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Magnum Development will propose changes at a Millard County Planning and Zoning Commission meeting on Jan. 31 that would allow solar and wind energy systems. A public hearing is scheduled to receive public comment on the zone change to heavy industrial at 6:30 p.m.

Magnum has developed commercial-scale underground bulk cavern storage 10 miles north of Delta, part of the Western Energy Hub plan. These solution-mined caverns are capable of storing natural gas, compressed air, and liquid energy products underground.

This unique storage technology has the potential of efficiently integrating the generation and transmission of renewable power to and from the Western United States. With access to both the interstate rail and highway systems — and with direct access to natural gas pipeline systems — this central hub component is also located by a high voltage transmission grid offering exclusive energy options. This makes the Western Energy Hub “a strategic asset” for both the State of Utah and the Western United States, according to the westernenergyhub. com web site.

Magnum’s application for a conditional use permit proposes allowances for construction, operation and maintenance of necessary auxiliary facilities; allowance of solar energy systems and wind systems within heavy industrial zoned property; the inclusion of hydrocarbons for natural or manufactured gas storage and includes renewable energy as a fuel that may power an electrical generating facility.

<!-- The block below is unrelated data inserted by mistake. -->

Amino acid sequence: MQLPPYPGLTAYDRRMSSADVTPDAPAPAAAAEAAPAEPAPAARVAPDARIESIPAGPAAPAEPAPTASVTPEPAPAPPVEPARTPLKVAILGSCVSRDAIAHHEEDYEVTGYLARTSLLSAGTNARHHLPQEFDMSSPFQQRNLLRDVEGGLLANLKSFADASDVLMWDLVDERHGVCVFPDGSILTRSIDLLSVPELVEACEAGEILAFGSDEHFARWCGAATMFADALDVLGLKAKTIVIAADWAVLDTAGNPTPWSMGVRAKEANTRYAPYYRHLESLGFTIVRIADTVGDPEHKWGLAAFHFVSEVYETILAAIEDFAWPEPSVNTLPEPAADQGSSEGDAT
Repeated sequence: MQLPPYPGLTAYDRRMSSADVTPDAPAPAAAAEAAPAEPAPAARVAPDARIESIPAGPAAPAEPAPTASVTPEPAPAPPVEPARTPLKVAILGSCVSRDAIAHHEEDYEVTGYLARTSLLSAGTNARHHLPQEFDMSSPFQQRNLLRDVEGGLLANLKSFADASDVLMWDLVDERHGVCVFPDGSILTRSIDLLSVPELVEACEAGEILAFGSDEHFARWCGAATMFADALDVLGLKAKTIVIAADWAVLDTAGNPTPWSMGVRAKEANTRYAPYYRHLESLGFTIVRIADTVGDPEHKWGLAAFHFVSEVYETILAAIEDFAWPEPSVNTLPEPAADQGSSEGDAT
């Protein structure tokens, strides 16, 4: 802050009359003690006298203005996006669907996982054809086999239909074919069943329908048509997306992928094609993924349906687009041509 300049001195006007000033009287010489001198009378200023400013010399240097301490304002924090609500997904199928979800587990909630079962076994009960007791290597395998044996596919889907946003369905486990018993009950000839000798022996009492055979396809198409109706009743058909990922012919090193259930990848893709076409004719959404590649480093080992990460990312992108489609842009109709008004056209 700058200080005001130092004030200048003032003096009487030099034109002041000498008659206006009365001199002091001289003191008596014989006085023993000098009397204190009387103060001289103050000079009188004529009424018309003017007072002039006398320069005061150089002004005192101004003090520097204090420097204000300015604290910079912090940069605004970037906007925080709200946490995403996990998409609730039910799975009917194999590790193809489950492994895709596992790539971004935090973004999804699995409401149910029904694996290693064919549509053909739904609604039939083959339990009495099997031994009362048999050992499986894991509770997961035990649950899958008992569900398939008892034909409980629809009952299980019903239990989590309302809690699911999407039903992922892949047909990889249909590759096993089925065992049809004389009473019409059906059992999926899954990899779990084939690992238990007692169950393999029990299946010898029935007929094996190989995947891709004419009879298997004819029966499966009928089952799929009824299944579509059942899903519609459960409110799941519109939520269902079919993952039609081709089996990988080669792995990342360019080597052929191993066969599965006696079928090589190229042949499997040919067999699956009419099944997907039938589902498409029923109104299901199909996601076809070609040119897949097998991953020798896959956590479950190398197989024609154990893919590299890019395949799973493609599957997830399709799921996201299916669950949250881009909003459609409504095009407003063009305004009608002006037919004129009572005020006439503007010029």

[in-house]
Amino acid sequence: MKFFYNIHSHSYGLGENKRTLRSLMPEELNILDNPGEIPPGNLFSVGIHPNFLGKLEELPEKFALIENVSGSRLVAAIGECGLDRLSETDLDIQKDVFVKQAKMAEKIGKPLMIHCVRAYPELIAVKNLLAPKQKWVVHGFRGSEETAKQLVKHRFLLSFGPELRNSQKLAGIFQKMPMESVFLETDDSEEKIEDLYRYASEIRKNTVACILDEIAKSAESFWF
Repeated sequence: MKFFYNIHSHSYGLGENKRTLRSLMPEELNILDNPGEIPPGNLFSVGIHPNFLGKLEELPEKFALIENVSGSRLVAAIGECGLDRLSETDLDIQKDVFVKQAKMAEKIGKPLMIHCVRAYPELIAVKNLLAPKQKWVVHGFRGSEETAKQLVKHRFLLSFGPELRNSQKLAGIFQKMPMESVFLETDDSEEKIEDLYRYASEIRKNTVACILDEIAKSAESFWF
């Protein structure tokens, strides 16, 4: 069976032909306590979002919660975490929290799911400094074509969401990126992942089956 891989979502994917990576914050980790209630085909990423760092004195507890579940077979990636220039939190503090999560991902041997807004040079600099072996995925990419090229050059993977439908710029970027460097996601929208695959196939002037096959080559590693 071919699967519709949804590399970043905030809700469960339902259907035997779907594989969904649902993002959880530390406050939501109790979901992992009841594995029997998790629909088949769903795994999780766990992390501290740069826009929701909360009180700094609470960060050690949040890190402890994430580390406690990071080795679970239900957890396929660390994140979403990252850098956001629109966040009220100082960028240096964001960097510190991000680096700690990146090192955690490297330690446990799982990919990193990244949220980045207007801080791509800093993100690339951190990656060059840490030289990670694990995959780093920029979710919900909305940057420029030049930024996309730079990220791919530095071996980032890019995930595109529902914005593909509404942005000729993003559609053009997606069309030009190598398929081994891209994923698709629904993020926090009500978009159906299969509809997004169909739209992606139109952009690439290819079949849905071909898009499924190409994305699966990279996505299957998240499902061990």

“Everything is positioned well,” County Planner Adam Richins said. “It’s just a matter of time before the Western Energy Hub really takes off.”

Transmission lines like the proposed Zephyr and TransWest Express are evaluating studies to determine environmental, land use, and conservation impacts in order to determine routes that would join at the Magnum site. There, possible future interconnection with the IPP transmission system near Delta will allow green energy power to travel to California.

The Magnum Compressed Air Energy Storage project is a bulk energy storage facility where energy would be stored through a compressed-air system. When energy demand is low, excess electricity would be used to compress and inject high-pressure air into the caverns. At high-energy demand, high-pressure air would be combined with a small amount of natural gas to power electricity- producing generators, according to the Magnum Development web site.

According to a presentation from Magnum, the proposed changes fall in line with Millard County goals with minimal impact to county infrastructure and environment. Additional full-time, living wage jobs with benefits available to local candidates are proposed as part of an economic boost resulting from industry and from construction, as well as revenue from local hotel, restaurant, retail and fuel sales.

Long-term tax revenues increase during operations with growth in job base, property and income taxes. SITLA royalties provide direct benefit to Millard County school children, according to Magnum.

Lastly, the consolidation of industrial zoned lands and the salt domes, buried 3,000 feet below the natural ground surface, would maintain the rural setting and character of the community, according to the presentation by Tiffany James of Magnum Development.

The significant assets that the Western Energy Hub offers, according to Magnum, are the potential for business development and attraction for follow- on development and construction.